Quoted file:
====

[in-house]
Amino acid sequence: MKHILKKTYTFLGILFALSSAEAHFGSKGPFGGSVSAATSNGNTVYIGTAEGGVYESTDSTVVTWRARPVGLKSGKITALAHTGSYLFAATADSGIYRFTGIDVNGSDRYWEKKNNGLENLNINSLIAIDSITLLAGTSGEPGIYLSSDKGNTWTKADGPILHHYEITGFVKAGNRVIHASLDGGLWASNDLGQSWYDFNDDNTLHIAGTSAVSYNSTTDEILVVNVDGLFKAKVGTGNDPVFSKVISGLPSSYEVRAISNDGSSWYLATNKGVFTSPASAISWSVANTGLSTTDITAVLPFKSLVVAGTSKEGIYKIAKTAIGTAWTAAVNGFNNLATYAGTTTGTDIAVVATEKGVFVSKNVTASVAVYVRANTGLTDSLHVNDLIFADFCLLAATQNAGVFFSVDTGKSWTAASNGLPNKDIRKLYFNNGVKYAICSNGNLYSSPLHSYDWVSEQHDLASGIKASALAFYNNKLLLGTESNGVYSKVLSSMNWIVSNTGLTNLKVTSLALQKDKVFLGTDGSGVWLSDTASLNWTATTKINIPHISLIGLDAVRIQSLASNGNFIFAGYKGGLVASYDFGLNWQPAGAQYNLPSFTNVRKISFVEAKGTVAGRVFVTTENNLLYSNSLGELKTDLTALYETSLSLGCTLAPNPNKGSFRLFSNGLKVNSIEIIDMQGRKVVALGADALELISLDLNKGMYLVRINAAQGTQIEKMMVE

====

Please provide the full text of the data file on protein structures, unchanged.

[in-house]
Amino acid sequence: MKHILKKTYTFLGILFALSSAEAHFGSKGPFGGSVSAATSNGNTVYIGTAEGGVYESTDSTVVTWRARPVGLKSGKITALAHTGSYLFAATADSGIYRFTGIDVNGSDRYWEKKNNGLENLNINSLIAIDSITLLAGTSGEPGIYLSSDKGNTWTKADGPILHHYEITGFVKAGNRVIHASLDGGLWASNDLGQSWYDFNDDNTLHIAGTSAVSYNSTTDEILVVNVDGLFKAKVGTGNDPVFSKVISGLPSSYEVRAISNDGSSWYLATNKGVFTSPASAISWSVANTGLSTTDITAVLPFKSLVVAGTSKEGIYKIAKTAIGTAWTAAVNGFNNLATYAGTTTGTDIAVVATEKGVFVSKNVTASVAVYVRANTGLTDSLHVNDLIFADFCLLAATQNAGVFFSVDTGKSWTAASNGLPNKDIRKLYFNNGVKYAICSNGNLYSSPLHSYDWVSEQHDLASGIKASALAFYNNKLLLGTESNGVYSKVLSSMNWIVSNTGLTNLKVTSLALQKDKVFLGTDGSGVWLSDTASLNWTATTKINIPHISLIGLDAVRIQSLASNGNFIFAGYKGGLVASYDFGLNWQPAGAQYNLPSFTNVRKISFVEAKGTVAGRVFVTTENNLLYSNSLGELKTDLTALYETSLSLGCTLAPNPNKGSFRLFSNGLKVNSIEIIDMQGRKVVALGADALELISLDLNKGMYLVRINAAQGTQIEKMMVE